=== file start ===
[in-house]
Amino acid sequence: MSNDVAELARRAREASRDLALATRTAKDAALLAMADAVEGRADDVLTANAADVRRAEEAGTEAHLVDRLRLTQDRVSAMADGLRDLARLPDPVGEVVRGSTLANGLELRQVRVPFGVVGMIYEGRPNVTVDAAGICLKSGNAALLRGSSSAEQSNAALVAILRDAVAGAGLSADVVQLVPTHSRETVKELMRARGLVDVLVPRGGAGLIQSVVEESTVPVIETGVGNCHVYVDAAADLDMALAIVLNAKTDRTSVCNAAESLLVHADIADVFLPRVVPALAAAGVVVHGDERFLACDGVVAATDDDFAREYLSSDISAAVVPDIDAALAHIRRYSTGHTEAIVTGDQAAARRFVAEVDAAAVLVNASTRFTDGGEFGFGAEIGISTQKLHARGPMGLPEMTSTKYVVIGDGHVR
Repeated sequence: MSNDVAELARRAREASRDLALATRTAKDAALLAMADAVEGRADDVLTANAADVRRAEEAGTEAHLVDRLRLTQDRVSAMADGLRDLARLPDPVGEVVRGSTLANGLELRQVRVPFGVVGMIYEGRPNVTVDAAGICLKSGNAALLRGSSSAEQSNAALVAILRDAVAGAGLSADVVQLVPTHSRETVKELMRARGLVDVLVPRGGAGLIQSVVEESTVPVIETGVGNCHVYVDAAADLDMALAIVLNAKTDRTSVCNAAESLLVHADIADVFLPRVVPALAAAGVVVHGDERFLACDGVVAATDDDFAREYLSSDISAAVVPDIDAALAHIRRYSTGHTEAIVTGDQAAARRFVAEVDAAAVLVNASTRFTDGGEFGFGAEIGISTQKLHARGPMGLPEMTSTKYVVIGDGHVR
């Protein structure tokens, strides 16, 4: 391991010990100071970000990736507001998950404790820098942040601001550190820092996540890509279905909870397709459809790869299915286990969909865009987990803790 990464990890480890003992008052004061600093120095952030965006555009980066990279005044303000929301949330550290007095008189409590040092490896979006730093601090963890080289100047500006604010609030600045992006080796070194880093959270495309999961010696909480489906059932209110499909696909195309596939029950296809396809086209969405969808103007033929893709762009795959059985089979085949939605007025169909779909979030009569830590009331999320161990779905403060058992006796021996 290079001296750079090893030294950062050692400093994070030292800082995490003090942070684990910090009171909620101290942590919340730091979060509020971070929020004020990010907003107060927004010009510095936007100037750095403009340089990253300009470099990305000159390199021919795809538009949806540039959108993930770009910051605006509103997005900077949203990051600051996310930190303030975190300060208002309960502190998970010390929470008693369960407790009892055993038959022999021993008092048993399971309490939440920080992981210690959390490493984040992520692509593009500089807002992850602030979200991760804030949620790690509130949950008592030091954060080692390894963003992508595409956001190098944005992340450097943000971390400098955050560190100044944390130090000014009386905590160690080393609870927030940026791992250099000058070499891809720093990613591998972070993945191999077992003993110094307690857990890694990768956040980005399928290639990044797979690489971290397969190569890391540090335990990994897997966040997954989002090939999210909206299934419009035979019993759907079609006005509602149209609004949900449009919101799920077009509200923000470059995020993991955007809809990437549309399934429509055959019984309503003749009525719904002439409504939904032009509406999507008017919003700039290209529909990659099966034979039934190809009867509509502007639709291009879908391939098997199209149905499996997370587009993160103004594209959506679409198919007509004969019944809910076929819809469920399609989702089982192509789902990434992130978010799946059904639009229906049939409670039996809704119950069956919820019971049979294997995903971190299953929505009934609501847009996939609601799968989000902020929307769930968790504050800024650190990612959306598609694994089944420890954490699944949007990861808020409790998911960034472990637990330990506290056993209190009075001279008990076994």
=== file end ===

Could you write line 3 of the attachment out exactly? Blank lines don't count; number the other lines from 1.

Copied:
Repeated sequence: MSNDVAELARRAREASRDLALATRTAKDAALLAMADAVEGRADDVLTANAADVRRAEEAGTEAHLVDRLRLTQDRVSAMADGLRDLARLPDPVGEVVRGSTLANGLELRQVRVPFGVVGMIYEGRPNVTVDAAGICLKSGNAALLRGSSSAEQSNAALVAILRDAVAGAGLSADVVQLVPTHSRETVKELMRARGLVDVLVPRGGAGLIQSVVEESTVPVIETGVGNCHVYVDAAADLDMALAIVLNAKTDRTSVCNAAESLLVHADIADVFLPRVVPALAAAGVVVHGDERFLACDGVVAATDDDFAREYLSSDISAAVVPDIDAALAHIRRYSTGHTEAIVTGDQAAARRFVAEVDAAAVLVNASTRFTDGGEFGFGAEIGISTQKLHARGPMGLPEMTSTKYVVIGDGHVR